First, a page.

Also, consider buying a vehicle with Electronic Stability Control (ESC). Studies from the Insurance Institute for Highway Safety have found ESC to dramatically reduce the involvement of equipped vehicles in single vehicle crashes involving injury or death. ESC is designed to keep the vehicle “on track,” preventing it from understeering (i.e, the front tires lose traction and the vehicle turns less than you intend) or oversteering (i.e., the rear tires lose traction and the vehicle turns further than you intend). Although study was not able to determine conclusively how ESC impacted rollover risk, the results suggested that it might be beneficial in this regard.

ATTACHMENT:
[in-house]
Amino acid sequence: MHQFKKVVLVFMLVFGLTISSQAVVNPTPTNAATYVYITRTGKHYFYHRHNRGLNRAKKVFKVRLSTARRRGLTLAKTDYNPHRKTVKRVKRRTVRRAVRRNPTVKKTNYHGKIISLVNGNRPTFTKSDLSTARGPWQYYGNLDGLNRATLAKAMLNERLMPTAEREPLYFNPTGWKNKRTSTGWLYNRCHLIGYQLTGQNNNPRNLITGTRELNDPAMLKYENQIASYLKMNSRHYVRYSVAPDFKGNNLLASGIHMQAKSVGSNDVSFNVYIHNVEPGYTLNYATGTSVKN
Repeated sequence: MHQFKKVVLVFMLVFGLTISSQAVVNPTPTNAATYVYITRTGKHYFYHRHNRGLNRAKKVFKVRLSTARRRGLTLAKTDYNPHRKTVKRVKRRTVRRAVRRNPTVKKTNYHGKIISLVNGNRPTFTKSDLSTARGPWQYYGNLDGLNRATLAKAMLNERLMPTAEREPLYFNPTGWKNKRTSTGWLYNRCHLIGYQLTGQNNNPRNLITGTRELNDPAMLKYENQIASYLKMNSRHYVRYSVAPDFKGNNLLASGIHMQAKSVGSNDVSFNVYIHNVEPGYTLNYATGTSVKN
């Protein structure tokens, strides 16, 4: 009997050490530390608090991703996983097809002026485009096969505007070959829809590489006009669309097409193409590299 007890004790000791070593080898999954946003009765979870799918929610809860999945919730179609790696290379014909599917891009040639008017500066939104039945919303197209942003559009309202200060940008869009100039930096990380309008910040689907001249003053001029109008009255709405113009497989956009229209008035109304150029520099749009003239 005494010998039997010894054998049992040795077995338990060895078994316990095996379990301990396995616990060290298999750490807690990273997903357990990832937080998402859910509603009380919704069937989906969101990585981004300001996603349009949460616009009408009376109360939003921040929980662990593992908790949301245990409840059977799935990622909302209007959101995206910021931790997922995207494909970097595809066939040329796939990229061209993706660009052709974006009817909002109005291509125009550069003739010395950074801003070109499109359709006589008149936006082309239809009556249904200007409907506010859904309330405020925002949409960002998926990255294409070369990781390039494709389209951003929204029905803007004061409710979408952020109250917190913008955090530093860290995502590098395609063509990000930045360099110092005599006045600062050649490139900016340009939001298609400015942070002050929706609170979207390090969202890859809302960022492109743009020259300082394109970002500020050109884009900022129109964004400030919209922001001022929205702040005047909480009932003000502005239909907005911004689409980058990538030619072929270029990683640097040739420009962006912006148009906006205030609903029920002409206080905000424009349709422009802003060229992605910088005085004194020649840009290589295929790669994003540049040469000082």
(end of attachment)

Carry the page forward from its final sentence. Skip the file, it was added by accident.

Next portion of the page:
If you are concerned about the rollover risk of the car that you own, or would like to consider rollover risk when buying a new car, consider the National Highway Traffic Safety Administration's Rollover Ratings, available at http://www.safercar.gov/Safety+Ratings

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What can I do to protect myself if my vehicle does roll over?
You can substantially reduce your risk of injury by wearing your seatbelt. According to data from the National Highway Traffic Safety Administration, about three quarters of people killed in rollovers were not wearing their seatbelts, and almost two thirds of them were thrown out of their vehicles during the rollovers. Although some of the very worst rollovers may be virtually unsurvivable, buckling up will almost always improve your chances of surviving and decrease the severity of any injuries that you're likely to sustain.